In 1986, mountain bike pioneer Marilyn Price pedaled the last strokes up Marin County's Mount Tamalpais and, as she caught her breath, she looked out across the panoramic view of San Francisco. She thought of the kids she saw on the streets of the city's Canal District and the ones who came into the soup kitchen where she'd been volunteering for two years.
"Wouldn't it he neat to bring kids up here on hikes who couldn'l afford to do it on their own?" she thought. From this glimmer, Price began Trips for Kids out of her garage. Its mission: to provide materials, moral support and inspiration for individuals or groups so they can help disadvantaged kids discover the joy of mountain biking. Its success earned her induction into the Mountain Bike Hall of Fame in 1996. What began as one trip on the weekends with 11 bikes loaded in three racks on her Volvo station wagon has grown to a nationwide program with 56 chapters in the United States and Canada, 10 of which arc in the Rocky Mountain region.
These days, Price, 66, spends most of her time in the office as director of Trips for Kids National and Marin County. 1 still get out on my bike every day though," Price says.
The Marin County program, which serves as a model for other programs, consists of three components: the Trips, an after-school Earn-a-Bike Program and Re-Cyclery. Re-Cyclery is a bicycle thrift shop that Price began in 1994 when bikes had taken over her garage. home and backyard so much so that her neighbors started to complain. The bike thrift shop refurbishes donated bikes and sells used equipment. but it is also filled with new inventory donated by shops and companies. This September, Giant Bicycles donated 200 bikes to the shop. Located in San Rafael, Re-Cyclery funds 60 percent of Trips for Kids.
The program continues to need the donations to get kids on hikes. In September at Interbike, Marilyn darted between booths, finagling donations. The number of kids she gets riding through the program is impressive. In 2006, Trips for Kids Marin served more than 13,140 kids in the The Bay area.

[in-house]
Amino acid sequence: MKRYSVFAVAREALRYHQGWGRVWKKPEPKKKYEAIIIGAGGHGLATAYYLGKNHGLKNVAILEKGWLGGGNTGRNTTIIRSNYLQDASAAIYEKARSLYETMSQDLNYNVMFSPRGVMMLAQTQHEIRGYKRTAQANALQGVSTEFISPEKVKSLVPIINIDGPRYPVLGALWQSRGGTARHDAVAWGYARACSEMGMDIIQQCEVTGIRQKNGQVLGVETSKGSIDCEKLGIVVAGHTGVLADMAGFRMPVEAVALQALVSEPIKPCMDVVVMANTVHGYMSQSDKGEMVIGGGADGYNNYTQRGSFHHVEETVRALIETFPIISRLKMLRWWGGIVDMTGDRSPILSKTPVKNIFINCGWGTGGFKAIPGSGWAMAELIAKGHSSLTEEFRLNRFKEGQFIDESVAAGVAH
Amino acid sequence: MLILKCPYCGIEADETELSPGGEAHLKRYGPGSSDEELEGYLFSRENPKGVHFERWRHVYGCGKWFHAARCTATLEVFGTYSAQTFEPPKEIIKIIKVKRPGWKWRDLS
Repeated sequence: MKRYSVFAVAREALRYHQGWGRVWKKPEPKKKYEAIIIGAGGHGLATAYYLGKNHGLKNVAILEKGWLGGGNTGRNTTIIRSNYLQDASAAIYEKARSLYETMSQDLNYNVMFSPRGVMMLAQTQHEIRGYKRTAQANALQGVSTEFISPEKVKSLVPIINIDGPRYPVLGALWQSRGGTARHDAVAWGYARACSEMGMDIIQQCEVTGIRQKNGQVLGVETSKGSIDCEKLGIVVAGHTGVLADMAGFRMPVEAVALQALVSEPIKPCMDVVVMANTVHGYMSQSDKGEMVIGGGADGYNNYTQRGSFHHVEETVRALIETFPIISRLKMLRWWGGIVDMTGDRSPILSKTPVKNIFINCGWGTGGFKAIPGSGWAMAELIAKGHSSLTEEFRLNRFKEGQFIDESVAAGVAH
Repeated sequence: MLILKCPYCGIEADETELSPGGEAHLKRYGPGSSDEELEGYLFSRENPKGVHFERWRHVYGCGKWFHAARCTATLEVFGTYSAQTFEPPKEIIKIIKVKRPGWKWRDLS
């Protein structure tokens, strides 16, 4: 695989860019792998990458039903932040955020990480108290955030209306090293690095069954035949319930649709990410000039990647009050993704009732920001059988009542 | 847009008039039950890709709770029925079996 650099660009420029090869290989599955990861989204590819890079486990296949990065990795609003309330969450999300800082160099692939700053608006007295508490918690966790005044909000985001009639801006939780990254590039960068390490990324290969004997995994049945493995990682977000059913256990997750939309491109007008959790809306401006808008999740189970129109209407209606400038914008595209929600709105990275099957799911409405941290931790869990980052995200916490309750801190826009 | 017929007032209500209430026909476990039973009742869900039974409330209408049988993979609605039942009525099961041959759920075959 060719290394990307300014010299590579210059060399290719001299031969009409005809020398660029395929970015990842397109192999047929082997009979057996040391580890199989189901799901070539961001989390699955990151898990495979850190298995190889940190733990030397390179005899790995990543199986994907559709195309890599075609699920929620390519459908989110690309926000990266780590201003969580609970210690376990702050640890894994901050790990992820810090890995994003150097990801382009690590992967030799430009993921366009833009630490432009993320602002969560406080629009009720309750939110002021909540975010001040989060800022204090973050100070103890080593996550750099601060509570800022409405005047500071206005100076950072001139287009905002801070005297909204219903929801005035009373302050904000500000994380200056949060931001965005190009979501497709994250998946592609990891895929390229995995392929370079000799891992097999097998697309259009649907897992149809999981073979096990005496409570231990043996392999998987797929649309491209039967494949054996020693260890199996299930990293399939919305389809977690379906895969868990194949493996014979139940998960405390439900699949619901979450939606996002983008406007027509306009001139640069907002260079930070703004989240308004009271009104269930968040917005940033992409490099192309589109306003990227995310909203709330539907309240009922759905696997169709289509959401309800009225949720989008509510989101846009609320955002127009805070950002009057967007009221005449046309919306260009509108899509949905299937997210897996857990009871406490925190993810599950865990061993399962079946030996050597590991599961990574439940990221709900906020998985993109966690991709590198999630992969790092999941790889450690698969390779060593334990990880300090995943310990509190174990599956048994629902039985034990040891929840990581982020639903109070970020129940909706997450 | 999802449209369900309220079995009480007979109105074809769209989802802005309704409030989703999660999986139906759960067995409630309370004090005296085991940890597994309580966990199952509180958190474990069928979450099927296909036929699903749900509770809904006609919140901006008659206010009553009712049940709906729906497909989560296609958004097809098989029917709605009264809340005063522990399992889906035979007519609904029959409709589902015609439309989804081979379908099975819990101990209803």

The Earn-a-Bike Program is run out of a warehouse close to the Canal District. Tin, after-school program is geared toward instilling the value of hard work. Kids are trained in bicycle maintenance and repair and are then rewarded with a helmet and hike. Last year, the Earn-a-Bike Program gave out 2-U bikes. The Trips, tlic flagship of Trips for Kids, get the kids out in the backcountry to focus on the joy of mountain biking and soft reinforcement of social skills and environmental awareness. "Fifty percent or more of our kids have never been outside a non-city, non-concrete setting, but discovering nature is universal,- Price says. "We found you don't want to be preachy and teachy. Out there it happens by osmosis, by relating to a volunteer who points out a hawk."
Trips for Kids has held four national conferences. Price is especially enthusiastic about next year's gathering. when the Trips for Kids will work with the International Mountain Biking Association to co-host the IMBA Summit, July 18-21, 2008. in Park City. Utah.
Price, a grandmother of four, continues to work TO to 80 hours a week as Trip', for Kids moves toward its 20th year. "If env mind is working at 95, 1 hope I can still do this. I can't imagine doing anything else_ It's N' passion." For more information or to donate to trips for kids, go to www.tripsforkids.org.